There’s nothing like a warm Middle Eastern feast to get you through those chilly winter nights. Traditional spice peppered throughout hearty fare, getting your hands dirty as you pull apart fresh Lebanese bread dipped in rich hummus and melt-in-your-mouth lamb. It’s the shared mess that makes a Middle Eastern dinner something you look forward to, as you dig into big platters and swap stories.
The Circular Quay end of town has had an injection of new fun diners of late, with Rockpool’s Bar Patron, and Rosetta opening nearby. Though it wouldn’t be a party without the fun flavours of Middle Eastern cuisine in the mix.
Cubby’s Kitchen, the food baby of Toko Owner, Matt Yazbek, his two sisters and former NRL star, Anthony Watmough promised to excited and delight (and it did not disappoint). Growing roots in its new home in Sydney CBD, after popping up in Surry Hills in 2016, the duo took authentic Middle Eastern and fused it with Japanese influence, with Yazbek applying his Japanese cooking background to create subtle connections in both style, and flavours.
The venue itself is bustling for a mid-week meal – laughter fills the restaurant, as groups of friends and family filter in table-by-table. We’ve made sure we’re incredibly hungry, ready to fill up on all the rich, saucy goodness that comes with this authentic cuisine.
We start the night with a cocktail – I order the Araktini, with my girlfriend choosing the Lebanese Beauty. The Araktini comes with the punch you expected – strong enough to get you tipsy and best enjoyed with some starters. We order Cubby’s special hummus which does not disappoint – a meal in its own right, the hummus has kick, but the pulled lamb and hummus balance out the flavours. The cocktail also cuts through the C.F.C – deep-fried chicken with zaatar and sweet paprika, along with the grilled burnt corn (which was a must-try). Moving away from a meat-heavy menu, Cubby’s entrees feed into 2018’s trend of putting veggies on a pedestal. With their incredibly natural flavours, it’s only right that they become star of the show.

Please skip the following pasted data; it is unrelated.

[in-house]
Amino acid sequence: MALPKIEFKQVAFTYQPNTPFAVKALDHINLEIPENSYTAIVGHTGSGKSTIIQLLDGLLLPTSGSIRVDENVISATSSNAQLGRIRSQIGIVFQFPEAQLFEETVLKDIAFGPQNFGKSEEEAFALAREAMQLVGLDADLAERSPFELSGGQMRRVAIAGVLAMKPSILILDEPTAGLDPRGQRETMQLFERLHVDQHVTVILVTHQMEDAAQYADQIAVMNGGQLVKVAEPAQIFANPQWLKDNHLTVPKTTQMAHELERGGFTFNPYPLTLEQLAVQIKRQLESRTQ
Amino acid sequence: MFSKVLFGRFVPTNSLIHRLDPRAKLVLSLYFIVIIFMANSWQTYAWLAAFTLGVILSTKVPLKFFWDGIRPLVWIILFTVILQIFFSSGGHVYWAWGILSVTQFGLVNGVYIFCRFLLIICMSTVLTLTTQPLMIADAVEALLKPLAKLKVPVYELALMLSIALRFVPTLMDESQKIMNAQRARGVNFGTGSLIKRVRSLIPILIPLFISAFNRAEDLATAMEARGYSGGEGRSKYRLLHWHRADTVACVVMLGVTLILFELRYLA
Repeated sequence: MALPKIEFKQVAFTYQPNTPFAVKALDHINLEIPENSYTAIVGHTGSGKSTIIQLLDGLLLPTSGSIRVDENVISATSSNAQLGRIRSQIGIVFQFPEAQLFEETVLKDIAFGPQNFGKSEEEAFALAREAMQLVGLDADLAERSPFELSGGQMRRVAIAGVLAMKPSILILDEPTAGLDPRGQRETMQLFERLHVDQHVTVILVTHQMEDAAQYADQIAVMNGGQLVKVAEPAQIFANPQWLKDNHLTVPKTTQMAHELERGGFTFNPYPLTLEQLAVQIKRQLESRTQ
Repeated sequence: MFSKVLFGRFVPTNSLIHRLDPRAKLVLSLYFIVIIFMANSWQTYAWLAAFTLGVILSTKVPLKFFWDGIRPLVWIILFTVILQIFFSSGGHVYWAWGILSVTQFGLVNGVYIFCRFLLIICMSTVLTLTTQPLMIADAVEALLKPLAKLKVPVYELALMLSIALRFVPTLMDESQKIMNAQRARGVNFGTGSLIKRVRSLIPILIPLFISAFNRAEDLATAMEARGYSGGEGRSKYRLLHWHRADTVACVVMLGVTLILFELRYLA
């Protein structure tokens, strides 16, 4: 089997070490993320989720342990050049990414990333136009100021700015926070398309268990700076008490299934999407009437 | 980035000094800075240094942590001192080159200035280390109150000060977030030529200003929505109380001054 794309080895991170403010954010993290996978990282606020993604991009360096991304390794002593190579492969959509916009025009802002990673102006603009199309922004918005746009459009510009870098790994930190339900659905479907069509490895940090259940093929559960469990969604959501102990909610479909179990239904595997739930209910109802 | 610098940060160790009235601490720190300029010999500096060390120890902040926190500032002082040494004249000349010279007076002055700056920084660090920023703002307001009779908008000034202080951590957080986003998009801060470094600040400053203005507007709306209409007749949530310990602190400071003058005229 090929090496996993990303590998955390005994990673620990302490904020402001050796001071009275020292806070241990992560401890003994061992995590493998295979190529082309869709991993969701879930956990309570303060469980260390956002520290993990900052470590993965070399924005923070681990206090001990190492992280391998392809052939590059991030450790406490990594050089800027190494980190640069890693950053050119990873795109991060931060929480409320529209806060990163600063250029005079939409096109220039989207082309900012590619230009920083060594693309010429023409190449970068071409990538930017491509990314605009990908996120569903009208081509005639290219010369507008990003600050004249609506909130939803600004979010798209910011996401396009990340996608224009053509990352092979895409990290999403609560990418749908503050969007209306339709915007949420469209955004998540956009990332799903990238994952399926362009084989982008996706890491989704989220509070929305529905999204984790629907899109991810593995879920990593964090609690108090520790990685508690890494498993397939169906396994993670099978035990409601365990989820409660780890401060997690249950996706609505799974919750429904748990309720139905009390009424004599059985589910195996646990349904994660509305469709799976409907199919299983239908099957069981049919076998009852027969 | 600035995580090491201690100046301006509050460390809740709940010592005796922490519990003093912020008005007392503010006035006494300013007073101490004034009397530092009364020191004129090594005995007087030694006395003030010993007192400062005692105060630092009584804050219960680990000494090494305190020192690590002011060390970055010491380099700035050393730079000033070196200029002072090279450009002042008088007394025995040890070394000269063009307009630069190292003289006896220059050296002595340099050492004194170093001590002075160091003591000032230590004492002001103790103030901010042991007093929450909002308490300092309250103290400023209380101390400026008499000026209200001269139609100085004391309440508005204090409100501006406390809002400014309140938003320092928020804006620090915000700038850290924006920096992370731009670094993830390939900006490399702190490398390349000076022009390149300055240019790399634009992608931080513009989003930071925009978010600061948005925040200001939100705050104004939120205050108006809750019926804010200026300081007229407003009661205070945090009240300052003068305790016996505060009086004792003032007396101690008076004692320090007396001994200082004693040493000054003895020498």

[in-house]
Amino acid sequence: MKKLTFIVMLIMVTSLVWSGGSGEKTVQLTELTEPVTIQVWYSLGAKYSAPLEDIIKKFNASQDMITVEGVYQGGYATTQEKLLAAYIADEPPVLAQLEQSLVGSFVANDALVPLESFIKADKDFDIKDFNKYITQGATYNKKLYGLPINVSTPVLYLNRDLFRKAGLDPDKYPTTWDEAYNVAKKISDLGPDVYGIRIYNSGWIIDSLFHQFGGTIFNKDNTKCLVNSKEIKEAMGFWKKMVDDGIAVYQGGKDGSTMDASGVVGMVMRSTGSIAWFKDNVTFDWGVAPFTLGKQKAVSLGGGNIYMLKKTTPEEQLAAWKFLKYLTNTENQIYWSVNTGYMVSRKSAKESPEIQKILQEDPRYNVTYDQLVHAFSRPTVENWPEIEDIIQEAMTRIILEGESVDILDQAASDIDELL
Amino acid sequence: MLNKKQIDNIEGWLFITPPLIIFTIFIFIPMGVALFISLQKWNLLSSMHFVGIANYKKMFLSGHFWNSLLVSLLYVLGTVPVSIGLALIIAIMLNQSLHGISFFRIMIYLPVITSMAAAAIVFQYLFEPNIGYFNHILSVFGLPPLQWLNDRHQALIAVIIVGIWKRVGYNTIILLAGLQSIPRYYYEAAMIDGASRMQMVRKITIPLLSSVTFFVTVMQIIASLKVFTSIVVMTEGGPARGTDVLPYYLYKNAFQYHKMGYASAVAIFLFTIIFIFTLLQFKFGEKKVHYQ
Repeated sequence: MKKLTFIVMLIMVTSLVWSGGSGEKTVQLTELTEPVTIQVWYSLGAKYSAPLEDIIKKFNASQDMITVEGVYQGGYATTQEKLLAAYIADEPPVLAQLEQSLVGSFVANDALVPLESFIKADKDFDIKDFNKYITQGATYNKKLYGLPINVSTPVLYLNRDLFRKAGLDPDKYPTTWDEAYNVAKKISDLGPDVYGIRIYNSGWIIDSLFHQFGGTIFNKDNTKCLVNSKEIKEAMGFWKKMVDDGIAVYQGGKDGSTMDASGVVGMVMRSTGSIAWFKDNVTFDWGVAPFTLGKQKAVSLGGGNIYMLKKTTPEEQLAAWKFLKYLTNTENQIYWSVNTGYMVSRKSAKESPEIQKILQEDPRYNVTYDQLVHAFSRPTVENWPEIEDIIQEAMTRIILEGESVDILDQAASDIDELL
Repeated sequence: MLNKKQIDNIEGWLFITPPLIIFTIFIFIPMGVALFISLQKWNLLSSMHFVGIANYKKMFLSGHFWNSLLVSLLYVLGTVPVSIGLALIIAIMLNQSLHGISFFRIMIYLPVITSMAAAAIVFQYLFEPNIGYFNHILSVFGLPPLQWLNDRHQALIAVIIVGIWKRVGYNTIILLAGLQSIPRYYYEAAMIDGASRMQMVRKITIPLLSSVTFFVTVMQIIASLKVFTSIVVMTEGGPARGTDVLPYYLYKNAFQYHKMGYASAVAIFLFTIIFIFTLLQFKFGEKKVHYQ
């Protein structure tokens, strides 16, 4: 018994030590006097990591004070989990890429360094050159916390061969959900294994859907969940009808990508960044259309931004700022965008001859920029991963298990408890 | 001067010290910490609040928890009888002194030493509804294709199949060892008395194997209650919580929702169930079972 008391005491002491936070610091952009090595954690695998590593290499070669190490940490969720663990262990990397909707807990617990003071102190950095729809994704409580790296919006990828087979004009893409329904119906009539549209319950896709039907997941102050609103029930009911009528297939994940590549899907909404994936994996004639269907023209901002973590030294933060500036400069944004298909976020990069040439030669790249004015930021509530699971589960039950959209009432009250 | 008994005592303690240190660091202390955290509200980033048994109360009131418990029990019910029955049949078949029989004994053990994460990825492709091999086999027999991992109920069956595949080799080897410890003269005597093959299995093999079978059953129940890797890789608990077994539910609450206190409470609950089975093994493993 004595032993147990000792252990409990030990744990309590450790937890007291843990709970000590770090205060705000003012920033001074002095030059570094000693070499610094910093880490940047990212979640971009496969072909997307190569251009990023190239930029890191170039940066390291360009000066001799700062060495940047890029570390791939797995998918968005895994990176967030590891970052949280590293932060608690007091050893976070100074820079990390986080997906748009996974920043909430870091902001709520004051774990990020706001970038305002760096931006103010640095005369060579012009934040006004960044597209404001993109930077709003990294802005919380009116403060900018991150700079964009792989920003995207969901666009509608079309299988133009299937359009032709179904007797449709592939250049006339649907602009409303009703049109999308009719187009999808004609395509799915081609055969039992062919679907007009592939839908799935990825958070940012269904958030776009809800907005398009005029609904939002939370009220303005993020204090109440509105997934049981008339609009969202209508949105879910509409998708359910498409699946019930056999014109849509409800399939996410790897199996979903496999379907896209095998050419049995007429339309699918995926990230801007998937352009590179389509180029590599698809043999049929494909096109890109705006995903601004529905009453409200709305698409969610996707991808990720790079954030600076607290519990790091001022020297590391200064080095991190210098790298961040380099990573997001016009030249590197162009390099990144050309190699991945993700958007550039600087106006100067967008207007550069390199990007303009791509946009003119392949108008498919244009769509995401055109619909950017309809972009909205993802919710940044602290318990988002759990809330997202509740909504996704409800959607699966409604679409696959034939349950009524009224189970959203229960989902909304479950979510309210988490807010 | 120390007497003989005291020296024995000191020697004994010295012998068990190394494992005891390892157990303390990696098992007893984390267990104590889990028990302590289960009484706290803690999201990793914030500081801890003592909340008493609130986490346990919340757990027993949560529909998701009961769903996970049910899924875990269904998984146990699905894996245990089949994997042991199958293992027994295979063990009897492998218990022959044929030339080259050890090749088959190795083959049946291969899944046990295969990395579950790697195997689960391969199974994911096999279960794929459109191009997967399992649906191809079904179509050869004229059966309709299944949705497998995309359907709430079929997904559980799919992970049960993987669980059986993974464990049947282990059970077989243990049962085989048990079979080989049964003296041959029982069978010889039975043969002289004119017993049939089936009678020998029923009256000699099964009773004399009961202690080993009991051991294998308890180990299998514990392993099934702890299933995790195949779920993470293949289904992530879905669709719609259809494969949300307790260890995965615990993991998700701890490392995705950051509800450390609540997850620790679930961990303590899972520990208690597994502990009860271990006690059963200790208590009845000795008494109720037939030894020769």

Despite loving the cocktails, we swiftly move over to the wine list. Anthony talks us through some of his faves, which helps when picking out both the wine and the mains. We’re both dying to try the Samke harra – Cone Bay barramundi with harissa and sliced almonds – which boasted the best kind of space (lucky we had some delicious Lebanese wine to wash it all down). The seafood was my pick of the night, however, the Lamb shawarma (with it’s chilli oil) paid homage to the subtle Japanese connection.
We leave the restaurant very, very full (but in a good way). The incredible ode to Matt Yazbek’s mum is prominent through a menu that serves food made with love.